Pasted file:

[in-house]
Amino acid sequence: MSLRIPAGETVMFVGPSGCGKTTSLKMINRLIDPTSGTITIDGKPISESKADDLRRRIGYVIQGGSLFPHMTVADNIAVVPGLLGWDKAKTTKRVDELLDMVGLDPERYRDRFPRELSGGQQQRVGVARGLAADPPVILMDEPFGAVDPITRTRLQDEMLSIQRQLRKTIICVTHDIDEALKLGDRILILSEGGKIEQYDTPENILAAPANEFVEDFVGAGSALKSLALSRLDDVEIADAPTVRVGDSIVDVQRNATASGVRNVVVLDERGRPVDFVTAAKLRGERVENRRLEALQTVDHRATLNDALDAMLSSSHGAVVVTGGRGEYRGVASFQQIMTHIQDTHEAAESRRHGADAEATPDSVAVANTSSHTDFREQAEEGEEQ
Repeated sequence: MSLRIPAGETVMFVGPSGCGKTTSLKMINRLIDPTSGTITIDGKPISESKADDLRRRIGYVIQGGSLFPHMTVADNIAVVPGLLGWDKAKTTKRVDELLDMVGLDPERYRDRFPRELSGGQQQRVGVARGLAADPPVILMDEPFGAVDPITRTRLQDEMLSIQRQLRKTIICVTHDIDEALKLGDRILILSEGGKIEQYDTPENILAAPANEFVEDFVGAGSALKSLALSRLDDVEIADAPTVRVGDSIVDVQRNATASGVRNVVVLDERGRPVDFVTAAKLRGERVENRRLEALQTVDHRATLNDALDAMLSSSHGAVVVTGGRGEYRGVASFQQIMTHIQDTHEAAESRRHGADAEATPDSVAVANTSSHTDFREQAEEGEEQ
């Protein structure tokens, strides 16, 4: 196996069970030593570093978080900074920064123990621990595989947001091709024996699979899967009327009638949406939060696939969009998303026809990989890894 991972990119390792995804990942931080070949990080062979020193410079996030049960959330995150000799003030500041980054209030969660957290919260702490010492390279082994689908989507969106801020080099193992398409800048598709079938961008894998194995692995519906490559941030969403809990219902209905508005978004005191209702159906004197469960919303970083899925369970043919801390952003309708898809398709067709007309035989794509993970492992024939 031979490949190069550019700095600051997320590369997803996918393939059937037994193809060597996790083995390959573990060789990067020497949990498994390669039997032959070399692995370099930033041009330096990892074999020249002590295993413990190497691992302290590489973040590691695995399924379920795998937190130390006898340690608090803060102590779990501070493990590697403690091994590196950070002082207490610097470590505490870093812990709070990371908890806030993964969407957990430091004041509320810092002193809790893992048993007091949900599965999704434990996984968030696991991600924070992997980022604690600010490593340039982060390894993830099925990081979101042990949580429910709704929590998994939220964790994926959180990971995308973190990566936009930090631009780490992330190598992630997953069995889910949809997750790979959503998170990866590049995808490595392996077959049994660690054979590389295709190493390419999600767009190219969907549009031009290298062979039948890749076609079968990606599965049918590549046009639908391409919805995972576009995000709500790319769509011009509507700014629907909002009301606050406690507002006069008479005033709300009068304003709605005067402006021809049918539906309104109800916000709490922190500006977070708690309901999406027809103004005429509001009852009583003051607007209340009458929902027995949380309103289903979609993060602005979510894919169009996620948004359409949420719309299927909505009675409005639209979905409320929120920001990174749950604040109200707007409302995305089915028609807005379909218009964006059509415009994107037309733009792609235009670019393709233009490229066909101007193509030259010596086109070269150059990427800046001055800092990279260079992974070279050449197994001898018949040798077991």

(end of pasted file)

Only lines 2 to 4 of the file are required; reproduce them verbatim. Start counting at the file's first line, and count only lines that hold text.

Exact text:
Amino acid sequence: MSLRIPAGETVMFVGPSGCGKTTSLKMINRLIDPTSGTITIDGKPISESKADDLRRRIGYVIQGGSLFPHMTVADNIAVVPGLLGWDKAKTTKRVDELLDMVGLDPERYRDRFPRELSGGQQQRVGVARGLAADPPVILMDEPFGAVDPITRTRLQDEMLSIQRQLRKTIICVTHDIDEALKLGDRILILSEGGKIEQYDTPENILAAPANEFVEDFVGAGSALKSLALSRLDDVEIADAPTVRVGDSIVDVQRNATASGVRNVVVLDERGRPVDFVTAAKLRGERVENRRLEALQTVDHRATLNDALDAMLSSSHGAVVVTGGRGEYRGVASFQQIMTHIQDTHEAAESRRHGADAEATPDSVAVANTSSHTDFREQAEEGEEQ
Repeated sequence: MSLRIPAGETVMFVGPSGCGKTTSLKMINRLIDPTSGTITIDGKPISESKADDLRRRIGYVIQGGSLFPHMTVADNIAVVPGLLGWDKAKTTKRVDELLDMVGLDPERYRDRFPRELSGGQQQRVGVARGLAADPPVILMDEPFGAVDPITRTRLQDEMLSIQRQLRKTIICVTHDIDEALKLGDRILILSEGGKIEQYDTPENILAAPANEFVEDFVGAGSALKSLALSRLDDVEIADAPTVRVGDSIVDVQRNATASGVRNVVVLDERGRPVDFVTAAKLRGERVENRRLEALQTVDHRATLNDALDAMLSSSHGAVVVTGGRGEYRGVASFQQIMTHIQDTHEAAESRRHGADAEATPDSVAVANTSSHTDFREQAEEGEEQ
């Protein structure tokens, strides 16, 4: 196996069970030593570093978080900074920064123990621990595989947001091709024996699979899967009327009638949406939060696939969009998303026809990989890894 991972990119390792995804990942931080070949990080062979020193410079996030049960959330995150000799003030500041980054209030969660957290919260702490010492390279082994689908989507969106801020080099193992398409800048598709079938961008894998194995692995519906490559941030969403809990219902209905508005978004005191209702159906004197469960919303970083899925369970043919801390952003309708898809398709067709007309035989794509993970492992024939 031979490949190069550019700095600051997320590369997803996918393939059937037994193809060597996790083995390959573990060789990067020497949990498994390669039997032959070399692995370099930033041009330096990892074999020249002590295993413990190497691992302290590489973040590691695995399924379920795998937190130390006898340690608090803060102590779990501070493990590697403690091994590196950070002082207490610097470590505490870093812990709070990371908890806030993964969407957990430091004041509320810092002193809790893992048993007091949900599965999704434990996984968030696991991600924070992997980022604690600010490593340039982060390894993830099925990081979101042990949580429910709704929590998994939220964790994926959180990971995308973190990566936009930090631009780490992330190598992630997953069995889910949809997750790979959503998170990866590049995808490595392996077959049994660690054979590389295709190493390419999600767009190219969907549009031009290298062979039948890749076609079968990606599965049918590549046009639908391409919805995972576009995000709500790319769509011009509507700014629907909002009301606050406690507002006069008479005033709300009068304003709605005067402006021809049918539906309104109800916000709490922190500006977070708690309901999406027809103004005429509001009852009583003051607007209340009458929902027995949380309103289903979609993060602005979510894919169009996620948004359409949420719309299927909505009675409005639209979905409320929120920001990174749950604040109200707007409302995305089915028609807005379909218009964006059509415009994107037309733009792609235009670019393709233009490229066909101007193509030259010596086109070269150059990427800046001055800092990279260079992974070279050449197994001898018949040798077991």